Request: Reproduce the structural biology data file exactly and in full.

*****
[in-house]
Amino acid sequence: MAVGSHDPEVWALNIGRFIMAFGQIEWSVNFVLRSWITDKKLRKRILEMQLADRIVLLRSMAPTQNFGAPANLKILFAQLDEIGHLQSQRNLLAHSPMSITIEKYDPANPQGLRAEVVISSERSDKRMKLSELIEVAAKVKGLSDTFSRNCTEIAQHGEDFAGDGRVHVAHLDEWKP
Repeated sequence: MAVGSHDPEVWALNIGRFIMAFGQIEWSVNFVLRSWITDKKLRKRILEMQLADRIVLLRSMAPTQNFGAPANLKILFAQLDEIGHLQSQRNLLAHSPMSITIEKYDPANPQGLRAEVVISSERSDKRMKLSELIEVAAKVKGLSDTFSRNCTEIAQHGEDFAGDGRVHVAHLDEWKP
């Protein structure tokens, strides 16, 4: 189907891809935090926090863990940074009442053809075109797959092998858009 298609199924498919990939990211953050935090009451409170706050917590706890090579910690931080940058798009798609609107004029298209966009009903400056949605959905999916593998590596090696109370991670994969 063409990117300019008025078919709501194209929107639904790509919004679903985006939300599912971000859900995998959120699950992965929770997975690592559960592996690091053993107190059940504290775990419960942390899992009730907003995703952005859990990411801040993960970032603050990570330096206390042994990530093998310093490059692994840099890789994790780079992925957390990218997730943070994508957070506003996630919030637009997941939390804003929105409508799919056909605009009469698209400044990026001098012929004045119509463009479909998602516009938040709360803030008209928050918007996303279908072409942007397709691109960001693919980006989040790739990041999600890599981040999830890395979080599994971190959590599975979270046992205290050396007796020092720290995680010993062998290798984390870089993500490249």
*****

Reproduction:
[in-house]
Amino acid sequence: MAVGSHDPEVWALNIGRFIMAFGQIEWSVNFVLRSWITDKKLRKRILEMQLADRIVLLRSMAPTQNFGAPANLKILFAQLDEIGHLQSQRNLLAHSPMSITIEKYDPANPQGLRAEVVISSERSDKRMKLSELIEVAAKVKGLSDTFSRNCTEIAQHGEDFAGDGRVHVAHLDEWKP
Repeated sequence: MAVGSHDPEVWALNIGRFIMAFGQIEWSVNFVLRSWITDKKLRKRILEMQLADRIVLLRSMAPTQNFGAPANLKILFAQLDEIGHLQSQRNLLAHSPMSITIEKYDPANPQGLRAEVVISSERSDKRMKLSELIEVAAKVKGLSDTFSRNCTEIAQHGEDFAGDGRVHVAHLDEWKP
């Protein structure tokens, strides 16, 4: 189907891809935090926090863990940074009442053809075109797959092998858009 298609199924498919990939990211953050935090009451409170706050917590706890090579910690931080940058798009798609609107004029298209966009009903400056949605959905999916593998590596090696109370991670994969 063409990117300019008025078919709501194209929107639904790509919004679903985006939300599912971000859900995998959120699950992965929770997975690592559960592996690091053993107190059940504290775990419960942390899992009730907003995703952005859990990411801040993960970032603050990570330096206390042994990530093998310093490059692994840099890789994790780079992925957390990218997730943070994508957070506003996630919030637009997941939390804003929105409508799919056909605009009469698209400044990026001098012929004045119509463009479909998602516009938040709360803030008209928050918007996303279908072409942007397709691109960001693919980006989040790739990041999600890599981040999830890395979080599994971190959590599975979270046992205290050396007796020092720290995680010993062998290798984390870089993500490249």